The label “MedTech,” shorthand for medical technology, subsumes lots of disparate, technology-heavy sectors in healthcare. These include the following:
Vascular intervention (VI): coronary stents
Cardiac rhythm management (CRM): pacemakers, defibrillators
Transcatheter heart valves
Orthopedic implants (for hip and knee replacements)
Imaging equipment: x-ray machines, computed tomography (CT) scanners
While imaging equipment has been used in hospitals since the early 20th century, the majority of medical products used through the mid-20th century were fairly primitive (eg, bandages, sutures).
This chapter focuses on “medical devices,” which compose the bulk of revenues generated from MedTech sales. Figure 23-1 shows the upward trajectory in medical device innovation in the latter half of the 20th century, which parallels the rise in healthcare spending in the United States. The US Food and Drug Administration (FDA) defines a medical device as:
an instrument, apparatus, implement, machine, contrivance, implant, in vitro reagent, or other similar or related article … intended for use in the diagnosis of disease or other conditions, or in the cure, mitigation, treatment, or prevention of disease, in man or other animals, or intended to affect the structure or any function of the body of man or other animals, and which does not achieve its primary intended purposes through chemical action within or on the body of man or other animals and which is not dependent upon being metabolized for the achievement of any of its primary intended purposes.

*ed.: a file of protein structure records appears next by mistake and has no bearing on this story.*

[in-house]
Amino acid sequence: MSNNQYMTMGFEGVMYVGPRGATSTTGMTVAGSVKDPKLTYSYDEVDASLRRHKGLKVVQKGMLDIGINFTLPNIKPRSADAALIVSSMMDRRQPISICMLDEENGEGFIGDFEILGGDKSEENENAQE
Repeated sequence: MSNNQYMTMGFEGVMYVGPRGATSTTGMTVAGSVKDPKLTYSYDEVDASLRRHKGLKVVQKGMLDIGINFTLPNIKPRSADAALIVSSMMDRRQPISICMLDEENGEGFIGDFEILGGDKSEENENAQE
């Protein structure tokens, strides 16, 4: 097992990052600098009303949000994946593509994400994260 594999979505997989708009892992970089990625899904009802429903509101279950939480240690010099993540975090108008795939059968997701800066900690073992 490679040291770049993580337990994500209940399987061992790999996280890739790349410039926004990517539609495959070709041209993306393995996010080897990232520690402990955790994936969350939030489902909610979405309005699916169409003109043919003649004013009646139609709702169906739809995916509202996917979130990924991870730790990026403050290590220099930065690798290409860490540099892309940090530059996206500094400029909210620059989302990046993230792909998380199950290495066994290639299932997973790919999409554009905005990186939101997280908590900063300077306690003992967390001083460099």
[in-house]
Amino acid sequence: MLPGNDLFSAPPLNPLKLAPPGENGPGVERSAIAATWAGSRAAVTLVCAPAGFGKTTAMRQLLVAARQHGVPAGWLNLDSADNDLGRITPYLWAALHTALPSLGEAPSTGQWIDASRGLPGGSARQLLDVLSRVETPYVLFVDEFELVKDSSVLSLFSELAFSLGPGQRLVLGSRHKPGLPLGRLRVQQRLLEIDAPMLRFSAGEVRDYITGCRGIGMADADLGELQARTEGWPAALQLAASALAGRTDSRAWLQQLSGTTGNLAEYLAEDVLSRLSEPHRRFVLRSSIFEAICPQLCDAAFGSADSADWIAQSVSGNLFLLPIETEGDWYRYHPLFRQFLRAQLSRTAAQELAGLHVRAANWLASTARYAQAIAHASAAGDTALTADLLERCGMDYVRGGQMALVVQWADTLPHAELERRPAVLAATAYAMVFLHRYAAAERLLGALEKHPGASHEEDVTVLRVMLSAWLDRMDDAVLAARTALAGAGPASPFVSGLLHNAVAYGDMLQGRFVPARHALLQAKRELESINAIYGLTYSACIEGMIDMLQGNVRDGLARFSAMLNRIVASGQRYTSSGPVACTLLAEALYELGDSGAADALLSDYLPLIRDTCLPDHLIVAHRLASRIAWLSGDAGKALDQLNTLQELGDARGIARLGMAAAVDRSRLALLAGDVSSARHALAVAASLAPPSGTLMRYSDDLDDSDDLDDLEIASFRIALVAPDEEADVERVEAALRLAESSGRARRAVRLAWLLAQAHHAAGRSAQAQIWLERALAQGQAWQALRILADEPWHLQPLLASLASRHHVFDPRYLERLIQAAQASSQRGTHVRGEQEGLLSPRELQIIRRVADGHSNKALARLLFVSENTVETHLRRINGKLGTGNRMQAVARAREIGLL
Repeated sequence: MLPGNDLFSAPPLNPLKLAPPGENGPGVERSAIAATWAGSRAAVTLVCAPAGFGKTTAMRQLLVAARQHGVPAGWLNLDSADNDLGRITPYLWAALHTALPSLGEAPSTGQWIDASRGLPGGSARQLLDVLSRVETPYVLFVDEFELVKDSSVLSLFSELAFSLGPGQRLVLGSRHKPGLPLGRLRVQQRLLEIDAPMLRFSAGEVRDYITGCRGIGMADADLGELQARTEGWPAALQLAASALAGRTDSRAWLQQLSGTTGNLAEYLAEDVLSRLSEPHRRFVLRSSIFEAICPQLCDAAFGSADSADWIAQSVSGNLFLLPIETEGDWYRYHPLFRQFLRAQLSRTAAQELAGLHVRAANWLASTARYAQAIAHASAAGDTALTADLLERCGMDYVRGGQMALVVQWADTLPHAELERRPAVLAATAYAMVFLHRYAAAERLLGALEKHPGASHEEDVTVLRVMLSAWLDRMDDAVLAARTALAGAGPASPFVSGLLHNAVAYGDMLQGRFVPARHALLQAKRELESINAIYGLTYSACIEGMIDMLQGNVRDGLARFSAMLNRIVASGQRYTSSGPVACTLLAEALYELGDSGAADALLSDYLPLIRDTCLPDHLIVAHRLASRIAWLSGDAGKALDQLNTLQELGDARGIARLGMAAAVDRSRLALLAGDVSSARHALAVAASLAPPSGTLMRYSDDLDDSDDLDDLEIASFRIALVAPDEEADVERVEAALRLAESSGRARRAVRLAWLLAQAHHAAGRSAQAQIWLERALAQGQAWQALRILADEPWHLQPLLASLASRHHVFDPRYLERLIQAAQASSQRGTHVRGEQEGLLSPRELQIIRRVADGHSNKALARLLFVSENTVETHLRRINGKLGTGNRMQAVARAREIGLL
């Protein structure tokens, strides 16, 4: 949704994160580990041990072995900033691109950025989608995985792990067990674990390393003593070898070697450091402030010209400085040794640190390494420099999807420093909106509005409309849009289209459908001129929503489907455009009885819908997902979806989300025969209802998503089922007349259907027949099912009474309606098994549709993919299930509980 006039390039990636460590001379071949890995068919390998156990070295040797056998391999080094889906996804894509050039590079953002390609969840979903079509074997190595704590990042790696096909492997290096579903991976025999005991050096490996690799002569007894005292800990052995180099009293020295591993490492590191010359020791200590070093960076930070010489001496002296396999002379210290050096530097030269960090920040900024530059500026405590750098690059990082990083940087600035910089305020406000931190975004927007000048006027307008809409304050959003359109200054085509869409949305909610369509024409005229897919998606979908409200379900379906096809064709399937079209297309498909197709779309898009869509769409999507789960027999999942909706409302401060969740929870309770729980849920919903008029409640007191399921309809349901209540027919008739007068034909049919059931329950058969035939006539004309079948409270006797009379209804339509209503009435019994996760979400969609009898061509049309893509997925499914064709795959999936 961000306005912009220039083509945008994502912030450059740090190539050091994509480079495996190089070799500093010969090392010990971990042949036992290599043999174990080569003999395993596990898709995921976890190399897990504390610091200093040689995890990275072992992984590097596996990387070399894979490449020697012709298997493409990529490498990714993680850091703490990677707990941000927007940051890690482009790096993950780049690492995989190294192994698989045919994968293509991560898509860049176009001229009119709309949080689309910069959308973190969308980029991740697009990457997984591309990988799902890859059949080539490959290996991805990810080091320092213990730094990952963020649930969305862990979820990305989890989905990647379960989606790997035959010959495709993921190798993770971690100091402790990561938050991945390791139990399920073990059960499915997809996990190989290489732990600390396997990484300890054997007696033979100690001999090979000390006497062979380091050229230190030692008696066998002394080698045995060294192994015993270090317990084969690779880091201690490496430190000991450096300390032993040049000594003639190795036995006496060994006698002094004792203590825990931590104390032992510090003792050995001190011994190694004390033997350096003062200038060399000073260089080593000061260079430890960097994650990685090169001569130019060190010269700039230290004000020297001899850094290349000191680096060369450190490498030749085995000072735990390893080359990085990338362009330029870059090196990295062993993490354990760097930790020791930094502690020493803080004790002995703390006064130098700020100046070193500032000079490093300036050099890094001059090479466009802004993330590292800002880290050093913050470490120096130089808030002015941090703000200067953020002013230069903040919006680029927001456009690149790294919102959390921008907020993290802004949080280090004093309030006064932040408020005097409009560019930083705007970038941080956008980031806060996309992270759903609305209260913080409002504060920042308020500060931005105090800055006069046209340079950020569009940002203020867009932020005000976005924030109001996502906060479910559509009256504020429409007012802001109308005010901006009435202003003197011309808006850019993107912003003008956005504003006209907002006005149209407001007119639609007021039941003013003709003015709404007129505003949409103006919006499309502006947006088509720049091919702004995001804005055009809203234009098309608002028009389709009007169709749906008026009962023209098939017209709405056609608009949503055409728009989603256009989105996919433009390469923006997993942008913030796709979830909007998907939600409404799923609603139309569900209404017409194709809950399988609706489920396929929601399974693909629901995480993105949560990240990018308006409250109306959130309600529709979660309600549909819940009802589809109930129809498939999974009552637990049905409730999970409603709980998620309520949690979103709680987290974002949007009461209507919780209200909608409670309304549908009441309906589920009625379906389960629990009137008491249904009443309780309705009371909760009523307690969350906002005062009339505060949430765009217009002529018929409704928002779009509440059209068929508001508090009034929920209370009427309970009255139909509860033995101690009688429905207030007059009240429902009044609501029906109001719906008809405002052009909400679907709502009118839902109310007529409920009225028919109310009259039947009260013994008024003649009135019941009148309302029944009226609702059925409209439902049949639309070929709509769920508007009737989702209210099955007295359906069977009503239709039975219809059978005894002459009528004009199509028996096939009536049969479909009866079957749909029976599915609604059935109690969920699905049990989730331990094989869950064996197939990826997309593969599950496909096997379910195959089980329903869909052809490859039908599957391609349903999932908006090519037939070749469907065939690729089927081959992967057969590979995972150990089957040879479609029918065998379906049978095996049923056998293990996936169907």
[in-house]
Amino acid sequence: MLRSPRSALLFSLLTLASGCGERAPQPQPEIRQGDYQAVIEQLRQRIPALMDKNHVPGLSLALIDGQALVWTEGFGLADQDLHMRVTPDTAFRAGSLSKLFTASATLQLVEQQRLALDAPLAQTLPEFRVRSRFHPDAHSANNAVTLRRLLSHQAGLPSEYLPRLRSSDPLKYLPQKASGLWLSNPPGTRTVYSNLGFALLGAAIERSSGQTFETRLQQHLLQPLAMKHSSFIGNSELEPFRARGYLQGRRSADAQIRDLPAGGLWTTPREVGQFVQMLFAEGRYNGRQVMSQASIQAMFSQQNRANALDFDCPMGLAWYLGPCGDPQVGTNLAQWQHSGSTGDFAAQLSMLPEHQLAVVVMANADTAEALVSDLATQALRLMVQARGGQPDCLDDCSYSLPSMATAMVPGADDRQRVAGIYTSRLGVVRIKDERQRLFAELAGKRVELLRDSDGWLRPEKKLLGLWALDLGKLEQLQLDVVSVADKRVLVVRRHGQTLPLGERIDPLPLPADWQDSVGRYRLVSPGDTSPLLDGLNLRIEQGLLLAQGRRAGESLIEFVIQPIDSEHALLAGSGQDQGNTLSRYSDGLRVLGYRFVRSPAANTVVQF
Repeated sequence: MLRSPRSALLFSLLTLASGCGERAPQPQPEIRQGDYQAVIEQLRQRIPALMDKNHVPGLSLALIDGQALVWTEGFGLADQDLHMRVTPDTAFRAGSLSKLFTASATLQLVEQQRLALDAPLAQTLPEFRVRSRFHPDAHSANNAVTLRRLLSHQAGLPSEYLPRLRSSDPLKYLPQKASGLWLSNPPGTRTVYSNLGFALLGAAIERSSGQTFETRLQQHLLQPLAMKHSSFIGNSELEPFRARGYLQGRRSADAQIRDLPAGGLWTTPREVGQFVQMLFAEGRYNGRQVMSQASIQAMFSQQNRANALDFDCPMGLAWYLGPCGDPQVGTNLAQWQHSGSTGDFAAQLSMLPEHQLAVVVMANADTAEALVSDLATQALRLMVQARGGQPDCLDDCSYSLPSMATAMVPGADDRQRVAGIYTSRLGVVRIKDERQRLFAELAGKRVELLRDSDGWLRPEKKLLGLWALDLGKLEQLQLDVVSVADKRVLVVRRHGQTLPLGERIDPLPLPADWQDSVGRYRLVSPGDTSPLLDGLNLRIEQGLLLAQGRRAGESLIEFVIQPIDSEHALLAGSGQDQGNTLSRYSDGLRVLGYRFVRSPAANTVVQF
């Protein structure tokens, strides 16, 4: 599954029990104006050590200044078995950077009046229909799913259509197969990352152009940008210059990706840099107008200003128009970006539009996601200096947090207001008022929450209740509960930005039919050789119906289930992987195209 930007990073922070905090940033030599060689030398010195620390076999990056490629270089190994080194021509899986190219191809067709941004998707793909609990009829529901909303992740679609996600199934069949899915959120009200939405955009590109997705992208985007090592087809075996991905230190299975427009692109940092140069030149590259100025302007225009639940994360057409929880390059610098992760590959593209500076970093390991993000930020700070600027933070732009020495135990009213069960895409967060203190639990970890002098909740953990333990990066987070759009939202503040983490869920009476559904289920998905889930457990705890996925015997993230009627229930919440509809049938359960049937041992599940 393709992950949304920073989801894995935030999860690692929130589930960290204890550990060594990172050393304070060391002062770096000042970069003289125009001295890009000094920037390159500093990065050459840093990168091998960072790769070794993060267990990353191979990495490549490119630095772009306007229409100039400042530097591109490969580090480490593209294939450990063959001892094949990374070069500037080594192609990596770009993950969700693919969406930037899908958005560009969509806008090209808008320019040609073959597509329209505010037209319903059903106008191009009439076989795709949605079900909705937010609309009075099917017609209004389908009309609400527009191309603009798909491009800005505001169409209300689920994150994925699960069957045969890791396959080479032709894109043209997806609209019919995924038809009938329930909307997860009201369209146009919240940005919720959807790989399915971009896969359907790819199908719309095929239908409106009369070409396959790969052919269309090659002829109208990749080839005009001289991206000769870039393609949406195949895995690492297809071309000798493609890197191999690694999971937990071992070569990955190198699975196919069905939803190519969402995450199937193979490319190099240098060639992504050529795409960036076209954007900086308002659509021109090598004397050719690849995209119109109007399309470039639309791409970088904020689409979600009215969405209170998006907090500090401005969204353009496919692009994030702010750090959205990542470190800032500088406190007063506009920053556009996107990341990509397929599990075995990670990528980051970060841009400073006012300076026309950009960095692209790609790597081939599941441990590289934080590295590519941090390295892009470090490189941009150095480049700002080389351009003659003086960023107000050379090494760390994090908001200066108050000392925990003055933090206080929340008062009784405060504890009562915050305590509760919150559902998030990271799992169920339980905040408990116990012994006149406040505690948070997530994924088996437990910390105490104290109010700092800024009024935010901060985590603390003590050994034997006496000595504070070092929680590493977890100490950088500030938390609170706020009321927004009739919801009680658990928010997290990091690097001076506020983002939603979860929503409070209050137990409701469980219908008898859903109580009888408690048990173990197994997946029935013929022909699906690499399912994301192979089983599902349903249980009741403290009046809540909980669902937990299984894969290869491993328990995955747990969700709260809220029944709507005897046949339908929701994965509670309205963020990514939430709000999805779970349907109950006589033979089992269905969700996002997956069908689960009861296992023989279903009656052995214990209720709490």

Medical Devices: A Relatively New Industry. GDP, Gross Domestic Product; ICD, Implantable Cardioverter-Defibrillator; MRI, Magnetic Resonance Imaging. (Source: Kurt Kruger, Presentation to the Wharton School, Fall 2006.)
Medical devices became prominent with the development of the pacemaker in the 1950s by an engineer, Earl Bakken, who founded Medtronic, the largest MedTech firm today. Medtronic has since diversified to operate in 4 major medical device segments (Figure 23-2). Among these 4 segments, the largest in terms of 2017 revenues is cardiovascular ($10.5 billion), followed closely by minimally invasive therapies ($9.9 billion), restorative therapies ($7.5 billion), and diabetes ($1.8 billion).
Four Technologies to Address Multiple Disease States and Conditions at Medtronic.(Source: Medtronic. Used with permission from Medtronic.)
Figures 20-6, 20-7, and 20-8 draw some sharp contrasts between the pharmaceutical and medical device sectors. There are several other important differences. Medical device innovation is “bedside to bench”: Discoveries typically originate at the patient’s bedside in the form of clinician recognition of unmet needs that device therapy might address. Such recognition subsequently gets communicated to engineers (once independent but now employed at MedTech firms) who conduct the “bench research” that translates ...